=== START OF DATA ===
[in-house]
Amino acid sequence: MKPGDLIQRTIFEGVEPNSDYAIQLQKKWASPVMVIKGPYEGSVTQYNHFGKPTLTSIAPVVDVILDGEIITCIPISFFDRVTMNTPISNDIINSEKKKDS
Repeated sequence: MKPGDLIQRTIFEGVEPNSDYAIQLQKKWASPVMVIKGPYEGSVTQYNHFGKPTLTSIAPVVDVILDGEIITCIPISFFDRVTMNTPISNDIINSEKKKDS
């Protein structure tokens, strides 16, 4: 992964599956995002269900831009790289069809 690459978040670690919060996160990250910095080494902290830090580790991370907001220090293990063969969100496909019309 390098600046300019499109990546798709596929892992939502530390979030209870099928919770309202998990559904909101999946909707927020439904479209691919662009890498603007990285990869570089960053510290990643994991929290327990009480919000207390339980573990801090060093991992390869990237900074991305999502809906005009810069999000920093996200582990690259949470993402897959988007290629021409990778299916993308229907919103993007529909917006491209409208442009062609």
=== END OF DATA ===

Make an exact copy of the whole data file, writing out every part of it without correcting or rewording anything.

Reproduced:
[in-house]
Amino acid sequence: MKPGDLIQRTIFEGVEPNSDYAIQLQKKWASPVMVIKGPYEGSVTQYNHFGKPTLTSIAPVVDVILDGEIITCIPISFFDRVTMNTPISNDIINSEKKKDS
Repeated sequence: MKPGDLIQRTIFEGVEPNSDYAIQLQKKWASPVMVIKGPYEGSVTQYNHFGKPTLTSIAPVVDVILDGEIITCIPISFFDRVTMNTPISNDIINSEKKKDS
């Protein structure tokens, strides 16, 4: 992964599956995002269900831009790289069809 690459978040670690919060996160990250910095080494902290830090580790991370907001220090293990063969969100496909019309 390098600046300019499109990546798709596929892992939502530390979030209870099928919770309202998990559904909101999946909707927020439904479209691919662009890498603007990285990869570089960053510290990643994991929290327990009480919000207390339980573990801090060093991992390869990237900074991305999502809906005009810069999000920093996200582990690259949470993402897959988007290629021409990778299916993308229907919103993007529909917006491209409208442009062609």